The Entertainment Retailers Association has just released its 2022 Yearbook, which is essential reading for those who closely follow the UK music market’s performance.
While it was long associated with physical music, ERA now represents digital platforms, online suppliers and bricks-and-mortar retailers. So the trade body had a unique perspective during the DCMS Committee inquiry into streaming last year.
“An unfortunate by-product of the inquiry is that it has uncovered longstanding tensions on the supply side of the music industry, particularly between artists and songwriters and the larger music companies,” writes ERA CEO Kim Bayley in the latest edition of the Yearbook. “ERA takes no pleasure in this discord. We are also a part – an increasingly important part of music’s ecosystem - and we are committed to helping find a solution.”
Music Week has already reported on the headline numbers in ERA’s market study of 2021, including the first year-on-year increase in physical revenue in two decades.
Here, we dig deeper into five key talking points for recorded music consumption across physical and digital…
The price is right?
Music Week reported last month on the shrinking gap between sales revenues from vinyl (£135.6m in 2021) and CD (£150.1m). In 2019, the CD market was worth £217m compared to £97.1m for vinyl.
While CD still far outperforms the older format in terms of units (15.1m versus 5.6m last year), it’s predicted that vinyl will overtake CD on a revenue basis in 2022.
A major reason for that reversal is revealed in the latest ERA Yearbook: vinyl inflation. The average selling price of a vinyl LP in 2021 was £24.10, an increase of 11.4% year-on-year. In comparison, CD’s average price was £9.91, up 7.3%.
Music Week has reported on the price pressures resulting from supply issues. Adele’s 30, the biggest global vinyl release of 2021, retails for £30 compared to £11 for the CD. Prices of £40 for a double-vinyl release are now increasingly common.
Under difficult circumstances, indie retailers clearly had a good pandemic overall. Independent record shops increased their share of the vinyl market (units) to 30.3% in 2021, up from 24.9% just a year earlier. That result in 2020 was clearly a lockdown impact, as the indie sector was at 28% in 2019.
“Indie record stores, just as much as digital services, have been the big winners of the past decade,” said Kim Bayley. “ERA continues to support physical retail wherever we can, with two Record Store Day drops last year as well as our developing National Album Day promotion, now in its fifth year.”
As well as the boost from Record Store Day events in 2021, indies have benefited from supermarkets withdrawing from physical music. Once identified as a key part of the vinyl revival with an 8% share in 2017, supermarkets now account for just 1%.
Music specialists - which includes HMV and home delivery operators such as Amazon - saw their market share of vinyl drop by just over three percentage points last year, but they still command a strong lead with 68.7% of the market.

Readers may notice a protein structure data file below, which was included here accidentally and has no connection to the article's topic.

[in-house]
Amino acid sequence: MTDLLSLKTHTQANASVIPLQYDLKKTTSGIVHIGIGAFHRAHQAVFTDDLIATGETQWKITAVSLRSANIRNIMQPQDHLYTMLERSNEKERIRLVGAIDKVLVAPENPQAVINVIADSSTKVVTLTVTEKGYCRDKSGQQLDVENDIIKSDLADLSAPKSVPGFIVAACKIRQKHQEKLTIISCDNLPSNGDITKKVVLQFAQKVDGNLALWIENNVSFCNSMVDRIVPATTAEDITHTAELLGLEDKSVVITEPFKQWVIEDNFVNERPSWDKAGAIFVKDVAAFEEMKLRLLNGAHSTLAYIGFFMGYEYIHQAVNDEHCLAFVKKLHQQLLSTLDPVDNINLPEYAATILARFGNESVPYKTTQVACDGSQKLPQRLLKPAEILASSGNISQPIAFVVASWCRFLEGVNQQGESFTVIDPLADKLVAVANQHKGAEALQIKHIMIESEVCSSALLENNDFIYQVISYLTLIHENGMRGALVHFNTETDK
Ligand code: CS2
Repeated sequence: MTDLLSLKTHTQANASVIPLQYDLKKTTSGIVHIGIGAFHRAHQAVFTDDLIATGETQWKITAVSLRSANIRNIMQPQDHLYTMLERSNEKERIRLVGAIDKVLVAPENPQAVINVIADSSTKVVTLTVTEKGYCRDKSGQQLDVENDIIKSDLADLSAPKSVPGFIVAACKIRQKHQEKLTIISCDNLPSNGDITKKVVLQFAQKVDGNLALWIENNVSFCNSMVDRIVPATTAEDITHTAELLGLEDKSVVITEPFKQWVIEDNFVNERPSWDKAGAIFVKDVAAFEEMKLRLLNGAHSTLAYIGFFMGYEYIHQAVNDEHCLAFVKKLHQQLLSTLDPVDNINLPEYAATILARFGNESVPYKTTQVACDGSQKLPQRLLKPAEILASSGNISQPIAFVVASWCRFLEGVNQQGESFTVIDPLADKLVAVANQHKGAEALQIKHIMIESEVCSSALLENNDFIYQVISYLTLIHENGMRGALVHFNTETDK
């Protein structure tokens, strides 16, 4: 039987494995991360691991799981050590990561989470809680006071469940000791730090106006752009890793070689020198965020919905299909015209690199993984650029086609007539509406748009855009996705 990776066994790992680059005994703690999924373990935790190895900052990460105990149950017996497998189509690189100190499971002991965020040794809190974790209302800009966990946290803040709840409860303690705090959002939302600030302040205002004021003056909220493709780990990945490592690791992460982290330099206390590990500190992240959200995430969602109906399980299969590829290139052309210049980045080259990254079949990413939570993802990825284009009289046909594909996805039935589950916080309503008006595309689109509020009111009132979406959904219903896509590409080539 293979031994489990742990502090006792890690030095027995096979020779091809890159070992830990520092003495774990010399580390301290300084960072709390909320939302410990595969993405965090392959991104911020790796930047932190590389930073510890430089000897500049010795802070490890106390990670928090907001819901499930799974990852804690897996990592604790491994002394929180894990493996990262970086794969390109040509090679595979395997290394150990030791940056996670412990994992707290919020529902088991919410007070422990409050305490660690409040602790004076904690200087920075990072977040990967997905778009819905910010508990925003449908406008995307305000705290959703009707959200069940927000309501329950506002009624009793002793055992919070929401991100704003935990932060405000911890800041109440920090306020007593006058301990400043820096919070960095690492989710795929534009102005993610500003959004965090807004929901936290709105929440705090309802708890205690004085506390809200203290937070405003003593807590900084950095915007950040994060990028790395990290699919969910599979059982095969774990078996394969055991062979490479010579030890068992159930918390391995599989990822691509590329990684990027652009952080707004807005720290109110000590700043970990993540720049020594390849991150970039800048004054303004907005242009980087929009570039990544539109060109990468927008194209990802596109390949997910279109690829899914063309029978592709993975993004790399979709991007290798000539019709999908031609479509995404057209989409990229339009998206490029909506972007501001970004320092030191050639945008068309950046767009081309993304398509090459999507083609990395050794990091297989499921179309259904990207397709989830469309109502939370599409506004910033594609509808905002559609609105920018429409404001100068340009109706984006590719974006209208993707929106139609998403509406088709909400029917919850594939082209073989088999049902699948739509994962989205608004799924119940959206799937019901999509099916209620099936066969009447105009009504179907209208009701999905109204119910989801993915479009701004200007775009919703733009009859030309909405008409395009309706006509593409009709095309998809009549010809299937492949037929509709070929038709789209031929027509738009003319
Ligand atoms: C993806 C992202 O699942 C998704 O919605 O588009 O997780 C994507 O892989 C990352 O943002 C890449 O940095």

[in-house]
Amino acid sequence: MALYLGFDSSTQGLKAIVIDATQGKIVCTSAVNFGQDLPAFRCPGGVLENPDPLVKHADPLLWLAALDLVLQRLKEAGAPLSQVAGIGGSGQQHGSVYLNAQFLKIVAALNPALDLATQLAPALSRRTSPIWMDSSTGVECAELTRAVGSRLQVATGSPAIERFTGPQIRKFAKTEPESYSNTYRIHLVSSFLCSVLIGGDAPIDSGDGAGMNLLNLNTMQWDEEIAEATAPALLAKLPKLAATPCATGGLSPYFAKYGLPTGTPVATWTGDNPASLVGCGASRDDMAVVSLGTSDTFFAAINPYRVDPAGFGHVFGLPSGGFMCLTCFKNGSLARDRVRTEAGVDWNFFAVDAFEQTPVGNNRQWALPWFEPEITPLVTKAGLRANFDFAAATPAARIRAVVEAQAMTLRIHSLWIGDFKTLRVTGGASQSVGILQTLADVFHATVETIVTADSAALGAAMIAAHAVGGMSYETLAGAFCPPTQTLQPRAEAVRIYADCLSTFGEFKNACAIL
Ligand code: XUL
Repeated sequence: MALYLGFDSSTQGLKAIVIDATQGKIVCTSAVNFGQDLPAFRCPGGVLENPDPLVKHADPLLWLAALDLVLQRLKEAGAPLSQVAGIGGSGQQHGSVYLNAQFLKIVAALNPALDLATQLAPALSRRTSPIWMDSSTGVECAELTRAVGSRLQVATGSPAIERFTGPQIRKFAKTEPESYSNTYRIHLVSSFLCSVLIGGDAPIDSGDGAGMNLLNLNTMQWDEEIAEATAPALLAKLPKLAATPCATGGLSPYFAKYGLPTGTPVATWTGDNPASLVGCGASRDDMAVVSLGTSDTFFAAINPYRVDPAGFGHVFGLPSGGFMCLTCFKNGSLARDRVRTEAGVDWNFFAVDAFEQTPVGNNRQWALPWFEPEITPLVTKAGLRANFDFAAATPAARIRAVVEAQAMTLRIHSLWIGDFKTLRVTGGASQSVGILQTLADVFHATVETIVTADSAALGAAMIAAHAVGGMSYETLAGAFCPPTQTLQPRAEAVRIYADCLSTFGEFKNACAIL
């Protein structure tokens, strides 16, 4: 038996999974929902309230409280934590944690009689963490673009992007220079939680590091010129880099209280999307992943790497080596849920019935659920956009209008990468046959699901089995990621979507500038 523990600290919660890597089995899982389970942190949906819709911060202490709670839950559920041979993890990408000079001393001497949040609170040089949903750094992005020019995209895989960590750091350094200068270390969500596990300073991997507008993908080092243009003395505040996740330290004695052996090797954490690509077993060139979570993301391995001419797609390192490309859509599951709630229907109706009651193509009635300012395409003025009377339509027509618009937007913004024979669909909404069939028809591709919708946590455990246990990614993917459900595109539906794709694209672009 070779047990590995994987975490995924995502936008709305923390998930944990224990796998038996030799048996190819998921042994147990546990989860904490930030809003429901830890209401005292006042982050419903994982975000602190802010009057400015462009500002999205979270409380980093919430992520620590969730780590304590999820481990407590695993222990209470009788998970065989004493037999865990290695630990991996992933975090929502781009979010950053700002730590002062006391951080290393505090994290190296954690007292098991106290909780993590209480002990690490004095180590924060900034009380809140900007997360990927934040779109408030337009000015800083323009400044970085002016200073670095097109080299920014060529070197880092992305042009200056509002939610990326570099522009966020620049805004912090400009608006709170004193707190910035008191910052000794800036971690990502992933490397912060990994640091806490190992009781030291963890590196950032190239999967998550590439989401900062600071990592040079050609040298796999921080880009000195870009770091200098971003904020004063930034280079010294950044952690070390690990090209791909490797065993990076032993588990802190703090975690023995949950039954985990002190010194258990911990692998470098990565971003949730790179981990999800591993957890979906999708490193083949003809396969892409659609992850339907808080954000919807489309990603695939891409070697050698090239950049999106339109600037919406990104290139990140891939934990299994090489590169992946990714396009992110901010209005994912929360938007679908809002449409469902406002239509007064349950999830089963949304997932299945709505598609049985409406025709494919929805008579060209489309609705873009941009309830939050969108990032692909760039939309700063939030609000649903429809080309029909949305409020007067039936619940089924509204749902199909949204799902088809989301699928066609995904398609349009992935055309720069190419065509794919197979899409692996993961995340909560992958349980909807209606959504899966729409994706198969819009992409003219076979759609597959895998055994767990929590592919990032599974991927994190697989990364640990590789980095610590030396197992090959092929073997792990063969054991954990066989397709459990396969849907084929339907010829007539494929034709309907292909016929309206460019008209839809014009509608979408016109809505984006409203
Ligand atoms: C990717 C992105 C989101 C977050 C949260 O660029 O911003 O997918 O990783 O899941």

Ad it up
Streaming is still powering ahead, albeit at a slower rate of growth in a maturing market. For the record, audio streams were worth £1.3 billion in 2021, up 10.9% year-on-year. Streaming is now 80% of the market.
However, with the focus increasingly on premium subscription services, it’s worth remembering that ad-funded has not gone away (even if the music industry was never that keen on it).
While chart-eligible premium audio streaming units increased by 6.1% to 126.6 billion units in 2021, ad-funded streams were still up 3.5% to 20.6 billion. It’s a reminder that streaming growth is not based on a single consumer model, particularly if labels expect deeper market penetration in the years ahead.
The ERA Yearbook is instructive when it comes to the catalogue boom. Of course, it’s powered by streaming but vinyl plays its part - Fleetwood’s Mac’s Rumours is a perennial favourite.
New release vinyl albums actually dipped in value slightly in 2020, but returned to growth last year with a 35.6% increase to £54.5m. Catalogue has been more steady on vinyl in recent years and it was up 16% to £81m.
It means that catalogue is now 59.8% of the vinyl market’s value compared to 40.2% for new releases (back to pre-pandemic levels).
ERA and the OCC also track units for catalogue and new releases, which show that the former has a 62.6% share compared to 37.4% for the latter. Value growth for all vinyl LPs of 23.2% compares with 10.6% unit growth (the effect of those price rises).
For CD, catalogue was more robust - a 2% year-on-year value dip - than new releases, which experienced a 5.4% decline.
ABBA’s Voyage was the biggest vinyl LP of 2021 with 40,104 sales, according to the Official Charts Company. Adele’s 30 was close behind (37,772) followed by Fleetwood Mac’s Rumours (34,592).
But another area of the vinyl revival is the singles market, where revenue increased 4.4% to £3.3m in 2021 (although units were down 5.5% to 0.3m). The biggest seller in 2021 was The Specials’ Ghost Town (5,385) followed by Harry Styles’ Watermelon Sugar (5,161) and Cosmic Dancer by Morrissey & David Bowie (3,774).
CD and other physical singles rocketed by 105.7% to 0.2m units in 2021, with 41% growth in revenue to £0.5m. ERA hasn’t produced a chart, although some of those will have been signed copies from Ed Sheeran, which has boosted his singles performance on recent releases.
Subscribers can read our 2021 market analysis here.